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by: Arlie Rowe


Arlie Rowe
GPA 3.94

Jean Snavely

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Jean Snavely
Class Notes
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This 26 page Class Notes was uploaded by Arlie Rowe on Wednesday September 30, 2015. The Class Notes belongs to FIN 261 at Western Kentucky University taught by Jean Snavely in Fall. Since its upload, it has received 66 views. For similar materials see /class/216694/fin-261-western-kentucky-university in Finance at Western Kentucky University.




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Date Created: 09/30/15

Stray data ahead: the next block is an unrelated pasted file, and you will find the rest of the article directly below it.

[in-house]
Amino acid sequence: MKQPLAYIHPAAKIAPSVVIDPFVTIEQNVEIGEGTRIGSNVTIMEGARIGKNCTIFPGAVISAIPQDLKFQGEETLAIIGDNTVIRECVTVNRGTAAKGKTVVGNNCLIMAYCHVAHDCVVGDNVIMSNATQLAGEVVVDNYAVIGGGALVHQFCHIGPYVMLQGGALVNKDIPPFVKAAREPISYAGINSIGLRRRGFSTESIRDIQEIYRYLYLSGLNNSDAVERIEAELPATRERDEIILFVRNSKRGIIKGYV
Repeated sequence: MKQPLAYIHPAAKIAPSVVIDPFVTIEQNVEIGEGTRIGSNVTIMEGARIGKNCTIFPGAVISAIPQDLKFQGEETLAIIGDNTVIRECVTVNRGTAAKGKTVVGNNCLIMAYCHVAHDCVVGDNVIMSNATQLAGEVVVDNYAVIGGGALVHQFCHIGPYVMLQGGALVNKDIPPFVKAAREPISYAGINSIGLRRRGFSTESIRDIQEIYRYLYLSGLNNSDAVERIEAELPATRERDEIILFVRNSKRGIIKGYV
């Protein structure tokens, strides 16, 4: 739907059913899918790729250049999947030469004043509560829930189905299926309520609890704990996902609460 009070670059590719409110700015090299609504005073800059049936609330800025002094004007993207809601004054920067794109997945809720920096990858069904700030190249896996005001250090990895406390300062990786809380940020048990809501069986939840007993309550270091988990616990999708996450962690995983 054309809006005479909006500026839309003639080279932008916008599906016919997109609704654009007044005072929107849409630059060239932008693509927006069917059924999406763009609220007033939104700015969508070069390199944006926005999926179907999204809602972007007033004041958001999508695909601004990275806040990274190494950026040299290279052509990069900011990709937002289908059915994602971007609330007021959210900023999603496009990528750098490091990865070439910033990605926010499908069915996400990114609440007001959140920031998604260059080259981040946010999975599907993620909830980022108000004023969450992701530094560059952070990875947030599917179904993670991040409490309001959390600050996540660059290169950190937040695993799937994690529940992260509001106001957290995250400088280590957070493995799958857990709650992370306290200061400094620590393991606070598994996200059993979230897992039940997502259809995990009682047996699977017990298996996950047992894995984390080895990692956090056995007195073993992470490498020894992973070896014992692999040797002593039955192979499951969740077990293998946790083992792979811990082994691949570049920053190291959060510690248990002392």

International Business Week 12 Regional and Global Strategy Grading Two ncass Tests 200 points Final Exam 150 points Comprehensive Three case presentations 150 points Three IB strategy analysis reports 150 points Participation 100 points 90 A 80 B 70 C 60 D Below 60 F MNEs on the list of Fortune Global 500 WaIMartUS BP Britain Exxon Mobile US Royal DutchShell Group BritainNetherlands General Motors US Ford US DaimlerChrysler Germany Toyota Japan General Electric US Coke CocaCola 285th on Fortune Global 500 2007 Headquartered in Atlanta GA Sales 14 from EU 14 from the AsiaPacific 13 from North America and the rest from the others Now CocaCola is making it more locally responsive 1 Think Local Act Local 2 Focusing itself as a pure marketing company 3 Getting involved in civic and charitable activities Regional and Global Strategy Introduction World business a brief overview Today s international environment Globalization and strategic management Introduction International business the study of transactions taking place across national borders for the purpose of satisfying the needs of individuals and organizations Multinational enterprises MNEs a company headquartered in one country but having operations in other countries MNE activity Most MNE activity can be classified into two major categories 1 Trade exports and imports More than 50 of all trade is made by the world s largest 500 MNEs 2 Foreign direct investment FDI 80 of all FDI is made by the world s largest 500 MNEs Trade and investment International Trade the exchange of goods and services across international borders Exports goods and services produced in one country and then sent to another country Imports goods and services produced in one country and bought in another country Foreign Direct Investment equity funds invested by MNEs to exercise control of their foreign affiliates imports Exports Countryregion Billions of US of total Billions of US of total North America 20999 2032 15429 144 United States 16166 1564 9630 90 Canada 3047 295 3644 34 Mexico 1786 173 2155 20 European Union 15 40006 3871 37969 354 Asia including Japan 26148 2530 32497 303 Japan 4644 449 6570 61 Other Asia 21503 2081 25928 242 All others 81844 7919 81259 758 Total 103347 10000 107186 1000 Table 11 World Trade 2005 Note Data for European Union include intra EU trade Exports are calculated by including freight and insurance while imports do not include freight and insurance As a result data might not be consistentwith other data in this book Source Adapted from International Monetary Fund Direction of Trade Statistics Yearbook 2006 Washington DC IMF 2006 pp 2 5 Year 2005 Intraregional exports EU NAFTA 664 560 2000 672 581 1980 535 336 Cumulative Average Annual Change 1980 2005 001 002 2000 2005 000 7001 Asia 531 424 273 003 006 Tabe12 Intraregional trade in the triad 1980 2005 i data Were No e caicuiated using information for exports from Austraiia to the Asian region and the Worid Data forEU are forintrarEU exports Source A i1 rs caicuiatiuns based an the NF Direction of Trade Statistics Yearbook 2006 and ii i 2000 and 2005 and ii iti39arEEC Exports ii i 1980 7985 Japan China indie indonesia South Korea Maiaysia Singapore Thaiiand and Countryregion Millions of US quot0 of total All countries 1635291 1000 Canada 144033 88 Europe 1143614 699 France 143586 88 Germany 184213 113 Luxembourg 116736 71 Netherlands 170770 104 Switzerland 122399 75 UK 282457 173 Latin America and other Western hemisphere 82530 50 Bermuda 1517 01 Mexico 8653 05 Panama 11470 07 UK islands Caribbean 26501 16 Venezuela 6730 04 Africa 2564 02 Middle East 9965 06 Asia and Pacific 252584 154 Australia 44061 27 Japan 190279 116 Table 13a Foreign direct investment in the United States 2005 Note Data are on a historicalcost basis Numbers might not add up due to rounding Sources Authors calculations and US Department of Commerce Survey of CurrentBusiness June 2007 p D67 Countryregion Millions of US of total All countries 2069983 1000 Canada 234831 113 Europe 1059443 512 France 60860 29 Germany 86319 42 Ireland 61596 30 Netherlands 181384 88 Switzerland 83424 40 UK 323796 156 Latin America and other Western hemisphere 353011 171 Bermuda 90358 44 Brazil 32420 16 Mexico 71423 35 UK Islands Caribbean 85295 41 Africa 24257 12 Middle East 21591 10 Asia and Pacific 376849 182 Australia 113385 55 Hong Kong 37884 18 Japan 75491 36 Singapore 48051 23 Table 13b Foreign direct investment by the United States 2005 Note Data are on a historicalcost basis Numbers might not add up due to rounding Sources Authors calculations and US Department of Commerce Survey of Current Business June 2007 p D65 Thet ad Most global transactions take place within and between three major trading and investment blocks the United States the European Union and Japan These are referred to as the triad The triad the United States US The US has the largest economy in the world with a GDP of over 10 trillion The US is part of the North American Free Trade Agreement NAFTA with Canada and Mexico The US economy is significantly larger than that of its two trading partners in NAFTA and is therefore a triad member on its own The triad the European Union EU The EU or EU27 is composed of the countries in the EU15 Austria Belgium Denmark Finland Germany Greece France Ireland Italy Luxembourg the Netherlands Portugal Spain Sweden and the UK and twelve new mainly Central European countries thatjoined in 2004 and 2007 The collective GDP of the EU is greater than that of the US and Japan The EU27 is the world s largest importer and expo er Thet adJapan Japan is the largest economy in Asia Japan is the 4th largest importer and 4th largest exporter in the world International business environment The international business environment has changed rapidly in recent years as a result of an overall slowdown of triad economies increased trade liberalization through trade agreements improvements in technology the emergence of small and mediumsized enterprises SMEs Slowdown of triad economies In the late 1990s and early 2000s the United States the EU and Japan all experienced a reduction in economic activity which in turn decreased international business activity International trade regulation An important international business trend has been the emergence of regional and global trade and investment liberalization and international regulation The World Trade Organization VVTO General Agreement on Tariffs and Trade GATT The World Trade Organization WTO Established on January 1 1995 An international organization that deals with rules of trade among member countries Enforces the provisions of the General Agreement on Tariffs and Trade GATT Acts as a disputesettlement mechanism and can enforce its decisions The General Agreement on Tariffs and Trade GATT Established in 1947 to liberalize trade and to negotiate trade concessions among member countries Today the WTO is the successor to the GATT and is enforcing the provisions of the GATT Improved technology More powerful and affordable technology has promoted fast easy worldwide communication and improved production capabilities enabling organizations to operate more effectively in the international marketplace Small and mediumsized enterprises SMEs The definition of SMEs varies according to the nation In general it refers to companies with between 11 and 500 employees with sales of less than 5 billion MNEs often purchase from SMEs This is because their specialized workforces innovation and technology allows SMEs to provide goods and services more efficiently than if the MNE were to source these internally Misconceptions about MNEs Common misconceptions about MNEs MNEs have farflung operations or earn most of their revenues overseas MNEs are globally monolithic and excessively powerful in political terms MNEs produce homogeneous products for the world market and through their efficient techniques are able to dominate local markets everywhere Misconceptions about MNEs cont In fact MNEs earn most of their revenues in their home regions or by selling in nearby locales The largest 500 MNEs are not spread around the world but clustered around the triad These MNEs engage not in global competition but in triadregional competition this rivalry effectively eliminates enduring political advantage MNEs adapt their products for the local market Porter s determinants of national competitive advantage Why are some firms able to innovate consistently while others are not Factor conditions Demand conditions Related and supporting industries Firm strategy structure and rivalry Each of these determinants depends on the others